On March 25, 2010, Governor Steve Beshear of Kentucky launched his latest attack against online gaming companies. Previously, he had tried to seize Internet domain names using ancient anti-slot-machine laws. This time, he is suing Pocket Kings, who he falsely claims is the operator of Full Tilt Poker, for all the money lost by Kentucky online poker players, times three.
In the 19th century, the Kentucky Legislature passed a law allowing losers at gambling to sue winners. And, if the loser does not sue, then anyone else may sue and get three times the money lost.
Where does a strange law like this come from?
In 1710, Queen Anne of England signed an Act making gambling debts legally uncollectable. It may seem strange that a 300 year old statute from another country – it has an exemption for gambling in the royal palaces – would matter in 21st century America. But the Statute of Anne is still the law of every state, until it has been changed by a court or legislature. If you don’t believe it, try suing a Nevada casino that refuses to pay a jackpot.
Anti-gambling feelings ran so high in early America, that many states wrote into their constitutions that they would never allow lotteries. And some legislatures passed statutes allowing losers to sue winners, or allowing state attorneys generals to sue to get the money back, or even three times the losses.
Of course, times change. A majority of the states today have state lotteries. And every state, except Utah and Hawaii, has commercial gambling – including Kentucky.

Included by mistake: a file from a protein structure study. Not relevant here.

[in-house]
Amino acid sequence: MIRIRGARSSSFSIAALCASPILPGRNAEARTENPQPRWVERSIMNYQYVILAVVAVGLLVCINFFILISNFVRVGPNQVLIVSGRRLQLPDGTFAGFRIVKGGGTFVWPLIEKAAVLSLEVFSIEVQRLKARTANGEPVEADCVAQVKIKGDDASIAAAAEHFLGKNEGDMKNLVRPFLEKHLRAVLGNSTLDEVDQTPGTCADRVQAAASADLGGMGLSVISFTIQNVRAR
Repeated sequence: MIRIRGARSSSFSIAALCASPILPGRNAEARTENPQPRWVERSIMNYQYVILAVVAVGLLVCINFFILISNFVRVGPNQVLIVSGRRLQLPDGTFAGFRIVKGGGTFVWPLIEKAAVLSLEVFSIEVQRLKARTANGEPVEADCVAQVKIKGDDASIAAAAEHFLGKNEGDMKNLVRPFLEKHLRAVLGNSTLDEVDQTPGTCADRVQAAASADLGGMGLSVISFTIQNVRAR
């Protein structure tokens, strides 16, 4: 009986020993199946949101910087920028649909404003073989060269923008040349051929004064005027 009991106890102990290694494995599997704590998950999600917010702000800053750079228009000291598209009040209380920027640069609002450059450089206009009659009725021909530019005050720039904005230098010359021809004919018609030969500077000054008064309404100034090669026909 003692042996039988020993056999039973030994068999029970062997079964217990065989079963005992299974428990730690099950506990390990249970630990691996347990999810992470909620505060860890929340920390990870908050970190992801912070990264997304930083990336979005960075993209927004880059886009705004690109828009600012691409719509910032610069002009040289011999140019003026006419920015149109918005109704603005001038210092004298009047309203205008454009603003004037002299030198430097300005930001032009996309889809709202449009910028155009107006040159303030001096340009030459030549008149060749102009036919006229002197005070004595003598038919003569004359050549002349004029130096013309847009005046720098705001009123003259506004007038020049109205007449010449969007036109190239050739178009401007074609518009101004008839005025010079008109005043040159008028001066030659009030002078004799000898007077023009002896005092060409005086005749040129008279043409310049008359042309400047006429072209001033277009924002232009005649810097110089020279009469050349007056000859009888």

You don’t have to be a lawyer to see the big issue: Is the operator of a poker room a “winner” under these statutes? Gov. Beshear would have had a much stronger case if he had gone after online casinos. But he is obviously not a gambler. Since he does not play the games he is trying to stomp out, he does not understand the difference between banking and non-banking games.
Modern cases don’t help Gov. Beshear’s crusade. The most recent one was in 1952 and involved a husband suing a fraudulent charity for his wife’s losses at bingo and slot machines.
As an interesting aside, three ancient cases involve operators suing their winning customers. Kentucky games were either honest, or the players were better crooks than the operators.
But the Governor’s lawyers did find a decision from 1890, in which the Court of Appeals of Kentucky ruled that a loser at poker could sue the partners who ran the card rooms, because they raked the pot. The case, Triplett v. Seelbach, involved a very big loser indeed: He lost $1,905, at a time when a “fine brick house” cost only $2,500.
The Court must have wanted to help this big loser, at a time when virtually all gambling was illegal. But in an example of bad cases making bad law, the Court wrote, “We do not understand that the winner, in the sense of said statutes, must be one of the players with cards in his hands; but if he is to receive a per cent. [sic] of the winnings by the actual player, he is, in the sense of the statute, a winner. This per cent., [sic] or ‘take out,’ as it is called, is a part of the loser’s losses.”
Today, we know that a poker operator’s interest is not the same as someone who actually plays a hand, whether in poker or a banking game like blackjack. The card club does not care who wins, any more than a lottery or a racetrack cares who wins.
But maybe Gov. Beshear’s next suits will be against the Kentucky State Lottery and the Kentucky Derby.
© Copyright 2010. Professor I. Nelson Rose is recognized as one of the world’s leading authorities on gambling law and is a consultant and expert witness for players, governments and industry. His latest books, Internet Gaming Law (1st & 2nd editions), Blackjack and the Law and Gaming Law: Cases and Materials, are available through his website, www.GamblingAndTheLaw.com.
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